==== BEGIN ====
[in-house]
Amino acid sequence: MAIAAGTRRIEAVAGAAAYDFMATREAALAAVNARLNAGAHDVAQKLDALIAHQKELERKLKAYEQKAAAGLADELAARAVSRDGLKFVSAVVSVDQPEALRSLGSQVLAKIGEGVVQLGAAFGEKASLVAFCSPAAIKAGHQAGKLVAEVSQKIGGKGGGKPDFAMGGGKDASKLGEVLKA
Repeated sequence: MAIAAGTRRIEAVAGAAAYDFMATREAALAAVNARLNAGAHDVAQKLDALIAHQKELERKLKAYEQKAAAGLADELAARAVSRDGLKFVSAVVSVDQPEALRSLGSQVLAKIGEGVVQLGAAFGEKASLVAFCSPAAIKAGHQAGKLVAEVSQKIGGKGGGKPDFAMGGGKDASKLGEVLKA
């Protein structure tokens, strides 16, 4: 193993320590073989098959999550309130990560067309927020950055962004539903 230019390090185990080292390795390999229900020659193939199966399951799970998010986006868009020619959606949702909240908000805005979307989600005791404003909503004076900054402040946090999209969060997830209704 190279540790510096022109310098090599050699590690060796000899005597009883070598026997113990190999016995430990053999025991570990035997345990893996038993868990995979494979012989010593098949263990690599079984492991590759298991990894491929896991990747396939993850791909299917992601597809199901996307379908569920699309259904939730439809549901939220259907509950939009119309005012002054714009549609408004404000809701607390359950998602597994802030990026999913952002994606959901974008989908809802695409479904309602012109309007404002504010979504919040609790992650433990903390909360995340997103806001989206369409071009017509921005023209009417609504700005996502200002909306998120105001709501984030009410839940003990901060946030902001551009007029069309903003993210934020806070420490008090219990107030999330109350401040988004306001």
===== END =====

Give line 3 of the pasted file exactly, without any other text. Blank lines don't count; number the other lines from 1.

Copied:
Repeated sequence: MAIAAGTRRIEAVAGAAAYDFMATREAALAAVNARLNAGAHDVAQKLDALIAHQKELERKLKAYEQKAAAGLADELAARAVSRDGLKFVSAVVSVDQPEALRSLGSQVLAKIGEGVVQLGAAFGEKASLVAFCSPAAIKAGHQAGKLVAEVSQKIGGKGGGKPDFAMGGGKDASKLGEVLKA